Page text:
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Proof of authenticity was finally achieved May 3, 1997 when a full examination was made by notable forensic document examiner Kurt Schwalbe. He concluded that at the time the document and the handwriting were 40-60 years old.
Kurt Schwalbe is one of the leading professionals in document forensics in the United States and is responsible for developing many of the techniques now in widely use in this field. Click on the link below to view the five page report which is followed by documentation of Mr. Schwalbe's experience.

What is a Forensic Document Examiner?

The duties of a Forensic Document Examiner is to answer questions about a disputed document using various scientific processes and methods. Many examinations require a comparison of the questioned document, or components of the document, to a set of verified standards. The most common examination is in the area of handwriting comparison where the examiner validates the authenticity the authorship of the document in question. The examiner will then present their opinion in court as an expert witness.

Other related examinations may include determining what has happened to a document, determining when a document was produced, or deciphering information on the document that has been obscured, obliterated or erased.

A Forensic Document Examiner will handle many types of documents that may be part of a civil or criminal case whether for a court case or for other reasons of authentication. There are several types of document examinations as shown below:

  • Handwriting (cursive / printing) and Signatures comparison.
  • Mechanical or electronic origination (typewriters, photocopiers, laser printers, fax machines).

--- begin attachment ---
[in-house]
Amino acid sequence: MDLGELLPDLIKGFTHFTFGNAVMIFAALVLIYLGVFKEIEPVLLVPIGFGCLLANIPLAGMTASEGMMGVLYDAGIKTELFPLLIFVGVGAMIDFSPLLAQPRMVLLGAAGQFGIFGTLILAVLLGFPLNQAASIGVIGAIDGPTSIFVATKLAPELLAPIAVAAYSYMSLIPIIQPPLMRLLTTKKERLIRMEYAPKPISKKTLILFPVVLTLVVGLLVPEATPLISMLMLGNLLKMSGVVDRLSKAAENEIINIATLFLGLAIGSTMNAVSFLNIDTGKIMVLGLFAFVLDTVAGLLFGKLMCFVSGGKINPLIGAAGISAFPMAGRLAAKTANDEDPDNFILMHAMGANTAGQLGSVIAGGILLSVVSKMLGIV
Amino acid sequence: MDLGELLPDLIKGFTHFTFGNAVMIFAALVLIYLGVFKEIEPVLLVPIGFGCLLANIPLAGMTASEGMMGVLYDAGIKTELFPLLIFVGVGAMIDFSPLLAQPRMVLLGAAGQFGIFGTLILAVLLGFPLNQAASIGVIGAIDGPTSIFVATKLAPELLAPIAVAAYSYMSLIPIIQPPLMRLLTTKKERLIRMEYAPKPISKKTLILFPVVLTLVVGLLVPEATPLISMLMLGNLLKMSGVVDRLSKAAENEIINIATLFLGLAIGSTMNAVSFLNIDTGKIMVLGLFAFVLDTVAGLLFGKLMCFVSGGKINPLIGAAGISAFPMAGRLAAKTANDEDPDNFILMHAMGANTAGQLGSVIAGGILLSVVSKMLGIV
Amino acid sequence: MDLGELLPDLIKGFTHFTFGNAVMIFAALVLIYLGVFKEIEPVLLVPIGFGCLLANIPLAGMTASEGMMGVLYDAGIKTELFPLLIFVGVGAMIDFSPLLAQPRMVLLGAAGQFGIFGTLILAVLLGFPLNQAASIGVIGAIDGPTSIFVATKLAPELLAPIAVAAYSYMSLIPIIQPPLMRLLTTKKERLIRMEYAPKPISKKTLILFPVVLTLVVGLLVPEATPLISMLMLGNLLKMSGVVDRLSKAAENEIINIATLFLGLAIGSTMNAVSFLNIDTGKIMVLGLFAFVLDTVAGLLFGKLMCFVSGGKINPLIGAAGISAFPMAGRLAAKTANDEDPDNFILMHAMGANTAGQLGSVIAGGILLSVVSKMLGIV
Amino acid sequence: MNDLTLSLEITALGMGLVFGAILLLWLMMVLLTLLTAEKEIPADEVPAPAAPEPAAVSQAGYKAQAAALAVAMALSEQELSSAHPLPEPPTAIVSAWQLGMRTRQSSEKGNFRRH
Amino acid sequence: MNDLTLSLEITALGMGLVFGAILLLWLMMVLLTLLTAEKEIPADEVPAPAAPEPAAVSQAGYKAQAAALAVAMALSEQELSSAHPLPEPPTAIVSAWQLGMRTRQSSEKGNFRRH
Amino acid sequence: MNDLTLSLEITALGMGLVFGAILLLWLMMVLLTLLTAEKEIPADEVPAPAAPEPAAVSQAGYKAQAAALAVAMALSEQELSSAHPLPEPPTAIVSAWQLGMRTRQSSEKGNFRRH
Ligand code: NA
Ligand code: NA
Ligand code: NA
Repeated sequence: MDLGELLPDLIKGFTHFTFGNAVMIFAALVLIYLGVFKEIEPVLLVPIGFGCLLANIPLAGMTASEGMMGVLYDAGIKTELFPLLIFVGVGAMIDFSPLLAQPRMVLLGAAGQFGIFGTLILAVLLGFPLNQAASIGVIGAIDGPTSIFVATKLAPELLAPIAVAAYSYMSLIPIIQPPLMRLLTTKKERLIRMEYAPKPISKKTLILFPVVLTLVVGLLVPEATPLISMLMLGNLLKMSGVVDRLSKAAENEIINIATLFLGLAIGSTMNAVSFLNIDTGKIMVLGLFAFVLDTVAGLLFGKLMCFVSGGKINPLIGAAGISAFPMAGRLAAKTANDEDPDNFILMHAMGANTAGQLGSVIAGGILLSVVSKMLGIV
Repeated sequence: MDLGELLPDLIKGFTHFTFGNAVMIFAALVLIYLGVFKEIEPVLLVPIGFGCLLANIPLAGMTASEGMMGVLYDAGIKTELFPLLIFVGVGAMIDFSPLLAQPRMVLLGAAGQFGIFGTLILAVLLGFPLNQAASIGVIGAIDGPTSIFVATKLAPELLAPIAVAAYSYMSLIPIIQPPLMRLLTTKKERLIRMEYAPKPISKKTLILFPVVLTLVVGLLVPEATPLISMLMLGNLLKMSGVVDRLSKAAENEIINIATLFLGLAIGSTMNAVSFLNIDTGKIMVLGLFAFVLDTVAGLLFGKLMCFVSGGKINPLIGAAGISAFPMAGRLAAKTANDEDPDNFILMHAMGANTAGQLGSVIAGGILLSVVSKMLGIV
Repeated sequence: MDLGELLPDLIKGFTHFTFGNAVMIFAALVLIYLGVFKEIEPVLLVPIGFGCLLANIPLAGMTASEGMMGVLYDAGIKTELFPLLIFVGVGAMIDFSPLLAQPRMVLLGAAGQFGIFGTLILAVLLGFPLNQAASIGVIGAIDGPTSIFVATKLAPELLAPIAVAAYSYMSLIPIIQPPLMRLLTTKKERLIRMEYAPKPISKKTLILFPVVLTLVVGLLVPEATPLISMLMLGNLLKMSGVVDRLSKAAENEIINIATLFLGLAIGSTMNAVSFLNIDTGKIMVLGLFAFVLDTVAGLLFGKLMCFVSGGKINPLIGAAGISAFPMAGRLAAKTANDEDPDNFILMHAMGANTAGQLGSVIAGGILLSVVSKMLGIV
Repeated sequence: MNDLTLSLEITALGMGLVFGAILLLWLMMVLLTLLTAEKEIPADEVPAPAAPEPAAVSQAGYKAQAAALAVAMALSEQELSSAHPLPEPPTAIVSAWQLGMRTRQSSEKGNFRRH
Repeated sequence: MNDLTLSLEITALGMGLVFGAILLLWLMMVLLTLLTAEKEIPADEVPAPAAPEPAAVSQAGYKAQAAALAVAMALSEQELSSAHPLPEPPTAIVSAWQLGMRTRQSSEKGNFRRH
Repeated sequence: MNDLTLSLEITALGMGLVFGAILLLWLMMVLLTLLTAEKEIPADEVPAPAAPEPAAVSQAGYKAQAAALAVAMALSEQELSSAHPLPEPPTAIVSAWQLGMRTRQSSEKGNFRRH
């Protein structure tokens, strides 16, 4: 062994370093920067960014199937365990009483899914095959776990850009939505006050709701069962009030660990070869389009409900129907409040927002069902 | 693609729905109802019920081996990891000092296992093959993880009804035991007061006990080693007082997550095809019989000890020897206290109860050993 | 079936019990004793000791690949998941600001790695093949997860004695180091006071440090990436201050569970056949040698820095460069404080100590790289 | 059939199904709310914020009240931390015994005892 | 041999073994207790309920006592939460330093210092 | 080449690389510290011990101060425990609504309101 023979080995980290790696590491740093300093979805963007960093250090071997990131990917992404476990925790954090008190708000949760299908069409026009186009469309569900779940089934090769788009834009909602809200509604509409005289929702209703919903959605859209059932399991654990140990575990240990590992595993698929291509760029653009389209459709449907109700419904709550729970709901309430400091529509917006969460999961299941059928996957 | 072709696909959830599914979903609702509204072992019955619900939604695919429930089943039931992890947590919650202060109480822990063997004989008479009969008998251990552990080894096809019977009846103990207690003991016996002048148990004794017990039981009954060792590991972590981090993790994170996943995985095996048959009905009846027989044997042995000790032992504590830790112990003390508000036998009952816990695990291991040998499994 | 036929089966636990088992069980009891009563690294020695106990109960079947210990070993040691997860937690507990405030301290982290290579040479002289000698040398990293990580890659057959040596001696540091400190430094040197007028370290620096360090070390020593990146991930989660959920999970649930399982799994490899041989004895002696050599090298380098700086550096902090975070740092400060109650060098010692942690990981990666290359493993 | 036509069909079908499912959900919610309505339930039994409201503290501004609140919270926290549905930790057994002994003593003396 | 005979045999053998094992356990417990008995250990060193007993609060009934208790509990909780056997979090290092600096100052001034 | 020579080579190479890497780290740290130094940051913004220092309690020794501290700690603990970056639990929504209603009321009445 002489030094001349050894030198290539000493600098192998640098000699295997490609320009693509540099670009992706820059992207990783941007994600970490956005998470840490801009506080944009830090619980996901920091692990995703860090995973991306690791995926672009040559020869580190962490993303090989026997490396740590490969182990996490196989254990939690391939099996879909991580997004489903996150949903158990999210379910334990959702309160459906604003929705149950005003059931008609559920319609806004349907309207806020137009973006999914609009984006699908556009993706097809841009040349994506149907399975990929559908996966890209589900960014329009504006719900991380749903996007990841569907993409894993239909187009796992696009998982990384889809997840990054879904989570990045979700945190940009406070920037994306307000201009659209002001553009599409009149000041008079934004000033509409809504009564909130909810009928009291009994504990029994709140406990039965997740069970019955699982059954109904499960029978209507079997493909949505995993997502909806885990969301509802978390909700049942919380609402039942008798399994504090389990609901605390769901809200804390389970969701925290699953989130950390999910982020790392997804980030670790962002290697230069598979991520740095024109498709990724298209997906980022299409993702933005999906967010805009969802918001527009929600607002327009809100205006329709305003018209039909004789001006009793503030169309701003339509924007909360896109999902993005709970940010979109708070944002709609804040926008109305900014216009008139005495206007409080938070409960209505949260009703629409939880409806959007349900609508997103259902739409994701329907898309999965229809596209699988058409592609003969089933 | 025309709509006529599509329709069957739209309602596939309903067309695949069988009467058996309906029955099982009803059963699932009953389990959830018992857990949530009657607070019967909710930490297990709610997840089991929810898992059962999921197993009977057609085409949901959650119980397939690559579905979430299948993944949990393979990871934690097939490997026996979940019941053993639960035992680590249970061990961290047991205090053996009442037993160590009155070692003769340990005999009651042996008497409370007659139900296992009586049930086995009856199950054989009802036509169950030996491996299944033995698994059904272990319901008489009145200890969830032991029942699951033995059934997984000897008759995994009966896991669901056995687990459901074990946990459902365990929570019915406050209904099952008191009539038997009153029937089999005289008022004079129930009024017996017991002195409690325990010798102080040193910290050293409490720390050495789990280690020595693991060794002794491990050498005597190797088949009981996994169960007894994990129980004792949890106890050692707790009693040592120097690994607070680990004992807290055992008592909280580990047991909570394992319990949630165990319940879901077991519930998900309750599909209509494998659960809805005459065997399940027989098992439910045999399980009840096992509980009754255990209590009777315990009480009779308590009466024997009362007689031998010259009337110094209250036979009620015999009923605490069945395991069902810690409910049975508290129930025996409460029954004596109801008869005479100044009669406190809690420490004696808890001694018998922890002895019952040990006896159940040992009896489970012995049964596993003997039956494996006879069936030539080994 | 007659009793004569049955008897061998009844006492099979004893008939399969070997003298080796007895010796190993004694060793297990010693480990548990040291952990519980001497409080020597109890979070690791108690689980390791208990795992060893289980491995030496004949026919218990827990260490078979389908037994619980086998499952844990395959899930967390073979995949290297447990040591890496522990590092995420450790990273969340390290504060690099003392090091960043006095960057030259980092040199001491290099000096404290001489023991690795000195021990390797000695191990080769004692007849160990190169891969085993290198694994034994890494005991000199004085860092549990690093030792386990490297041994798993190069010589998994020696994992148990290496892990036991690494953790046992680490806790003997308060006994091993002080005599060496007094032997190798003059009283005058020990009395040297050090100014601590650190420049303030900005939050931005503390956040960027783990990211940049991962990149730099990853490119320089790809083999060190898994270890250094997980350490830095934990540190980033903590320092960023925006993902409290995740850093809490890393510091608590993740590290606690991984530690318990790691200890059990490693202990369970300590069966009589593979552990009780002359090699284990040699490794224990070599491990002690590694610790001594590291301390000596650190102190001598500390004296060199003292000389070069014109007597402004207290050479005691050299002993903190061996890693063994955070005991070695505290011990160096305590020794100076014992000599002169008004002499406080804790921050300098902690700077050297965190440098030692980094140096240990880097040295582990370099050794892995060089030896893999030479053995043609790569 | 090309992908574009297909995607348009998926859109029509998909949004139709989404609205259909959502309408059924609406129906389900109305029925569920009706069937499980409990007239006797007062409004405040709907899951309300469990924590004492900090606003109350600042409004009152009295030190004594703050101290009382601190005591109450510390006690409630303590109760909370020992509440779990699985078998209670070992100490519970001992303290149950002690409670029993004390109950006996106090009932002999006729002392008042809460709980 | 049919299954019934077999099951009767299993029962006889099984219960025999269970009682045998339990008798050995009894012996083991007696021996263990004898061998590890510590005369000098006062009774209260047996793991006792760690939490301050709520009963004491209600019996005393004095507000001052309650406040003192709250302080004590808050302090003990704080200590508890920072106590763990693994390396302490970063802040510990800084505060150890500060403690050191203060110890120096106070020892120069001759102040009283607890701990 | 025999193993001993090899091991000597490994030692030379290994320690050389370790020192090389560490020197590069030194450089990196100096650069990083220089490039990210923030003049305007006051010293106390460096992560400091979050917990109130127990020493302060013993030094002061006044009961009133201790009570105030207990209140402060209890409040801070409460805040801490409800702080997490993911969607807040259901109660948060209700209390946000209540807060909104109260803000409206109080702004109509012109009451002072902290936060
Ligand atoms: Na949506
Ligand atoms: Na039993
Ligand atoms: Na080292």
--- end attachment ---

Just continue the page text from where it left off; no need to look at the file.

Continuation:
• Printing processes.
  • Material usage (ink, pencil, paper).
  • Alterations, additions, erasures, deletions.
  • Physical matching.

Documents examined

Documents which are use in/for business and personal affairs. A document may become disputed in an investigation or litigation. A questioned document may bear handwriting or mechanically-produced text such as a ransom note, a forged check or a contract. Forensic Document Examiners define the word "document" in a very broad sense as being any material bearing marks, signs or symbols intended to convey a message or meaning to someone. This not only includes traditional paper documents but also images such as graffiti, stamps and seals, or covert markings hidden in the text of a letter.

Forensic Document Examiners may not limit their work to the examination and comparison of handwriting, but most also inspect the whole document to determine its traits or properties.

Education and training

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A document examiner will receive formal training in the way of related sciences that will aid in determining the results of document testing. Training is usually in the form of education and then follow-on with experience gained through tutelage with a seasoned professional. Not only in method, but also in the usage of specialized chemistry and equipment. Literally an excellent eye for detail is necessary in order to see fine detail and minor nuances. A candidate must also pass a form blindness test to ensure that they able to tell apart two similarly-appearing, yet different, items. Also, a test for color perception is normal required. A bachelor of science degree gives the candidate a scientific background with which to approach the work in an objective manner, as well as receiving necessary biological, physical, and chemical knowledge sometimes engaged. ASTM Standard E2388-05 (Standard Guide for Minimum Training Requirements for Forensic Document Examiners) certification certifies a necessary level of expertise. Other desirable skills would include knowledge of paper, ink, printing processes, and/or handwriting.

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